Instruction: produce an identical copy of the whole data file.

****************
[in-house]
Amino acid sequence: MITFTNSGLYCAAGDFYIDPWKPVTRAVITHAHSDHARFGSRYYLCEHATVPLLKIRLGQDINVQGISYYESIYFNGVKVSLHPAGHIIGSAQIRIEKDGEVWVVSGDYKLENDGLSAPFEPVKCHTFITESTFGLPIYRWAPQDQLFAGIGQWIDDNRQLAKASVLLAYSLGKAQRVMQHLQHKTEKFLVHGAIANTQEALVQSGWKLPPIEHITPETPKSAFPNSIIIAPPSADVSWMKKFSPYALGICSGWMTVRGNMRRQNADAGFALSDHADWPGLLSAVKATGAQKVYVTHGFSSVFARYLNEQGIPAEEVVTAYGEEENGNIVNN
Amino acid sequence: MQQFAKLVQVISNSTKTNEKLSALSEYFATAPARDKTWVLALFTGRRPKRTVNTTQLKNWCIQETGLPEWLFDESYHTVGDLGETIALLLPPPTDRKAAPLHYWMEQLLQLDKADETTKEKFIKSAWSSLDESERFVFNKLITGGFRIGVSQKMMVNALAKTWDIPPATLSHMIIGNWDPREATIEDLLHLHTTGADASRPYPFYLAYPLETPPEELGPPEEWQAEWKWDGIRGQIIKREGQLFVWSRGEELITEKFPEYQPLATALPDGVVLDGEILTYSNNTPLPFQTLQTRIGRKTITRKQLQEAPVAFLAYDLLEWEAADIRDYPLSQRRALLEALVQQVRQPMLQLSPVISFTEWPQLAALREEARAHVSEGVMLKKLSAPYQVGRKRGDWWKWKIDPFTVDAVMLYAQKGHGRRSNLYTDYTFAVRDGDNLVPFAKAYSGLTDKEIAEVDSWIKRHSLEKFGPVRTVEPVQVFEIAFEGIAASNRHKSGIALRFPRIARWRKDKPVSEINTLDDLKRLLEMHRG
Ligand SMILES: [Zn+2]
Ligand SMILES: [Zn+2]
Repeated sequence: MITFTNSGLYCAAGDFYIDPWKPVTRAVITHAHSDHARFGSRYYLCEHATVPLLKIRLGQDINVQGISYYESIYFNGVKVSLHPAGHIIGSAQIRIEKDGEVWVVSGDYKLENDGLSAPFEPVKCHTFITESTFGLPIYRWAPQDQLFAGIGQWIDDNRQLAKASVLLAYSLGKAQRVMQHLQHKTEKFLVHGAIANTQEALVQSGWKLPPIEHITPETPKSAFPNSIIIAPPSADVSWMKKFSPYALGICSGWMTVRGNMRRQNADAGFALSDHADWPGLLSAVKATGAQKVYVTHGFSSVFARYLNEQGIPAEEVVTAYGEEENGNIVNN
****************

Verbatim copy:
[in-house]
Amino acid sequence: MITFTNSGLYCAAGDFYIDPWKPVTRAVITHAHSDHARFGSRYYLCEHATVPLLKIRLGQDINVQGISYYESIYFNGVKVSLHPAGHIIGSAQIRIEKDGEVWVVSGDYKLENDGLSAPFEPVKCHTFITESTFGLPIYRWAPQDQLFAGIGQWIDDNRQLAKASVLLAYSLGKAQRVMQHLQHKTEKFLVHGAIANTQEALVQSGWKLPPIEHITPETPKSAFPNSIIIAPPSADVSWMKKFSPYALGICSGWMTVRGNMRRQNADAGFALSDHADWPGLLSAVKATGAQKVYVTHGFSSVFARYLNEQGIPAEEVVTAYGEEENGNIVNN
Amino acid sequence: MQQFAKLVQVISNSTKTNEKLSALSEYFATAPARDKTWVLALFTGRRPKRTVNTTQLKNWCIQETGLPEWLFDESYHTVGDLGETIALLLPPPTDRKAAPLHYWMEQLLQLDKADETTKEKFIKSAWSSLDESERFVFNKLITGGFRIGVSQKMMVNALAKTWDIPPATLSHMIIGNWDPREATIEDLLHLHTTGADASRPYPFYLAYPLETPPEELGPPEEWQAEWKWDGIRGQIIKREGQLFVWSRGEELITEKFPEYQPLATALPDGVVLDGEILTYSNNTPLPFQTLQTRIGRKTITRKQLQEAPVAFLAYDLLEWEAADIRDYPLSQRRALLEALVQQVRQPMLQLSPVISFTEWPQLAALREEARAHVSEGVMLKKLSAPYQVGRKRGDWWKWKIDPFTVDAVMLYAQKGHGRRSNLYTDYTFAVRDGDNLVPFAKAYSGLTDKEIAEVDSWIKRHSLEKFGPVRTVEPVQVFEIAFEGIAASNRHKSGIALRFPRIARWRKDKPVSEINTLDDLKRLLEMHRG
Ligand SMILES: [Zn+2]
Ligand SMILES: [Zn+2]
Repeated sequence: MITFTNSGLYCAAGDFYIDPWKPVTRAVITHAHSDHARFGSRYYLCEHATVPLLKIRLGQDINVQGISYYESIYFNGVKVSLHPAGHIIGSAQIRIEKDGEVWVVSGDYKLENDGLSAPFEPVKCHTFITESTFGLPIYRWAPQDQLFAGIGQWIDDNRQLAKASVLLAYSLGKAQRVMQHLQHKTEKFLVHGAIANTQEALVQSGWKLPPIEHITPETPKSAFPNSIIIAPPSADVSWMKKFSPYALGICSGWMTVRGNMRRQNADAGFALSDHADWPGLLSAVKATGAQKVYVTHGFSSVFARYLNEQGIPAEEVVTAYGEEENGNIVNN